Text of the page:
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Project A5: Controlled nucleation and growth of conjugated polymers via chemically and topographically patterned surfaces

Principal Investigators: M.Sommer (Freiburg) / M. Brinkmann (Strasbourg)
PhD Student: Rukiya Matsidik

Current state of the research

Conjugated polymers, in particular regioregular poly(alkylthiophenes) (P3ATs), are nowadays key materials both for photovoltaic applications and organic field effect transistors because of their semiconducting behavior and unique charge transport properties obtained for highly crystalline systems. One main problem that remains is the precise control of the nucleation and growth of these semicrystalline systems to improve device performance.

Although considerable efforts have been made to study the crystallization of P3ATs in spincoated thin films, numerous aspects are still open [1]. For instance, the control of the  nucleation on oriented and patterned surfaces has not been explored thoroughly so far. However, nucleation can be triggered by specific surfaces bearing intrinsic similarity at the molecular scale with P3AT and acting as templates for epitaxial growth. This has been demonstrated, for example, by Ihn and Smith [2] by heterogeneous nucleation of poly(3-hexylthiophene) (P3HT) using the lateral edges of an oriented single crystal of polyethylene.

We will address the possibility to induce crystallization and nucleation at specific locations on surfaces.


Contributions of the participating groups

The Brinkmann group has thorough experience in: (i) morphogenesis of conjugated polymers and small molecules using epitaxial growth [3] and (ii) structure determination of various conjugated polymers (regioregular polythiophenes and polyfluorenes) based on transmission electron microscopy including electron diffraction [4]. Recent research activities focus on hybrid systems comprising semiconducting polymers and inorganic nanoparticles (CdSe) to obtain highly oriented and nanostructured thin films suitable for photovoltaic applications [5].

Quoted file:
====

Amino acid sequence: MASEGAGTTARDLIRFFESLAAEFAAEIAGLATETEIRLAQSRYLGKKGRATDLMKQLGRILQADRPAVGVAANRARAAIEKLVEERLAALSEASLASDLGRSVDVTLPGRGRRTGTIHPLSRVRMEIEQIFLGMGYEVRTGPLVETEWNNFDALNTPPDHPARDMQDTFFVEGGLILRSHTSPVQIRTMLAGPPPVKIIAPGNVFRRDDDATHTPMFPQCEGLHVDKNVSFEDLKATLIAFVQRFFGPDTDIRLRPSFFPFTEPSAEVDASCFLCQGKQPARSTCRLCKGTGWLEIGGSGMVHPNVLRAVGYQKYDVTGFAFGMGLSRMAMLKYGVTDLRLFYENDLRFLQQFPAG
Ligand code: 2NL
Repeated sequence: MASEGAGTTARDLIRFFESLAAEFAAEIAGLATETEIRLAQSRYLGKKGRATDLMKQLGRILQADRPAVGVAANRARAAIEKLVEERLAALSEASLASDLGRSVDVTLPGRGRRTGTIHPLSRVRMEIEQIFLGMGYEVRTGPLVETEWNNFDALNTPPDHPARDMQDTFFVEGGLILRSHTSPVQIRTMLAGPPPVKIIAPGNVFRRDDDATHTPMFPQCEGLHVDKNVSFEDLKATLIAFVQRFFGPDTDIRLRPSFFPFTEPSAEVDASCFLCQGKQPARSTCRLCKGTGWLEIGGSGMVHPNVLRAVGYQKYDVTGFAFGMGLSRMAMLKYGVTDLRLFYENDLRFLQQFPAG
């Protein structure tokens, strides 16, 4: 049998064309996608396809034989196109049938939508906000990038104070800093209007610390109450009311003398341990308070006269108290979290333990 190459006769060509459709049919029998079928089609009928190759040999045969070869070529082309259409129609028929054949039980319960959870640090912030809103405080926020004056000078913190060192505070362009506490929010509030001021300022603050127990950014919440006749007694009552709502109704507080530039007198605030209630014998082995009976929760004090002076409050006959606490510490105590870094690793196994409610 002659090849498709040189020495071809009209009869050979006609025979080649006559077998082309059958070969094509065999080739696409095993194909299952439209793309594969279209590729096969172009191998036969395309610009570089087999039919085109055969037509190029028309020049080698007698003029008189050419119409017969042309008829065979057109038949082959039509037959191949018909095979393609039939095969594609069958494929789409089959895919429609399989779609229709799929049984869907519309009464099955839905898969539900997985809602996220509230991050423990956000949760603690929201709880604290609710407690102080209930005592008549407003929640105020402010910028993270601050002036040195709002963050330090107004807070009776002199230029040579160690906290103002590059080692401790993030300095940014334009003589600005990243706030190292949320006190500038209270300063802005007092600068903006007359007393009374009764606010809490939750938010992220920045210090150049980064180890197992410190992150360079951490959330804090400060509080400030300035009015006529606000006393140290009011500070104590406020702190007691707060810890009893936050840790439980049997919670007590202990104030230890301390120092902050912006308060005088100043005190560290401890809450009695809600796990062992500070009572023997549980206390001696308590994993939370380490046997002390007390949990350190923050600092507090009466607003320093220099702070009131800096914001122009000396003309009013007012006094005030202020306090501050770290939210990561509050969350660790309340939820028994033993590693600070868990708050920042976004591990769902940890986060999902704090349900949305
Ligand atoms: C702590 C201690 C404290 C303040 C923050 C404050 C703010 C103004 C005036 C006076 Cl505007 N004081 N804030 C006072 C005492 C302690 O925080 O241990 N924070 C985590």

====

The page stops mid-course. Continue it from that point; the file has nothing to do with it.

In the Ludwigs group electroactive polymers, e.g. polythiophenes, are synthesized and characterized by physicochemical methods, such as electrochemistry [6], spectroscopy and charge transport measurements. Moreover, the group has expertise in various soft-lithographic top-down [7] and bottom-up [8] methods for patterning on the micrometer and nanometer scales. The collaboration with the Fraunhofer Institute for Solar Energy Systems (ISE) in Freiburg could be implemented at the end of the project to test the new developed processes in real device applications.


[1] Kline, R. J.; McGehee, M. D.; Kadnikova, E. N.; Liu, J.; Fréchet, J. M. J.; Toney, M. F. Macromolecules 2005, 38, 3312.
[2] Ihn, K. J.; Smith, P. Bulletin of the Institute for Chemical Research, Kyoto University, 1991, 69(2), 111.
[3] Pratontep, S.; Brinkmann, M.; Nüesch, F.; Zuppiroli, L. Phys. Rev. B 2004, 69, 165201.
[4] Brinkmann, M.; Charoenthai, N.; Traiphol, R.; Piyakulawat, P.; Wlosnewski, J.; Asawapirom, U. Macromolecules 2009,  42, 8298.
[5] Brinkmann, M.; Aldakov, D.; Chandezon, F. Adv. Mat. 2007, 19, 3812.
[6] Heinze, J.; Frontana-Uribe, B.; Ludwigs, S. The electrochemistry of conducting polymers. Persistent models, new concepts, Chemical Reviews, 2010 asap.
[7] Voicu, N. E.; Ludwigs, S.; Crossland, E. J. W.; Andrew, P.; Steiner, U. Adv. Mater. 2007, 19, 757.
[8] Ludwigs, S.; Böker, A.; Voronov, A.; Rehse, N.; Magerle, R.; Krausch, G. Nature Mater. 2003, 2, 744.  Crossland, E. J. W.; Nedelcu, M.; Ducati, C.; Ludwigs, S.; Hillmyer, M.; Steiner, U.; Snaith, H. Nano Lett. 2009, 9, 2813.

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